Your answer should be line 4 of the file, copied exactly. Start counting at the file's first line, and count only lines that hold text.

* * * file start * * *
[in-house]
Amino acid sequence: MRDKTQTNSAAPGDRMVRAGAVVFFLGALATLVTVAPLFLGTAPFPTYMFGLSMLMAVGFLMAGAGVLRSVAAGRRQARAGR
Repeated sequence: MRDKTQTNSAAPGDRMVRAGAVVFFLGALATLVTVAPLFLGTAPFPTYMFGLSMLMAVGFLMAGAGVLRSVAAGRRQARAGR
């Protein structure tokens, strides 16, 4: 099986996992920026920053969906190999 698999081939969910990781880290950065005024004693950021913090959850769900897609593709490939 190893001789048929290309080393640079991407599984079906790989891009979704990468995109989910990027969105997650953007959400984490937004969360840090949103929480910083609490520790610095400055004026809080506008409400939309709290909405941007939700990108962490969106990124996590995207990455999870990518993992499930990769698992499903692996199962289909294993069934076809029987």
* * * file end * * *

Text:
């Protein structure tokens, strides 16, 4: 099986996992920026920053969906190999 698999081939969910990781880290950065005024004693950021913090959850769900897609593709490939 190893001789048929290309080393640079991407599984079906790989891009979704990468995109989910990027969105997650953007959400984490937004969360840090949103929480910083609490520790610095400055004026809080506008409400939309709290909405941007939700990108962490969106990124996590995207990455999870990518993992499930990769698992499903692996199962289909294993069934076809029987």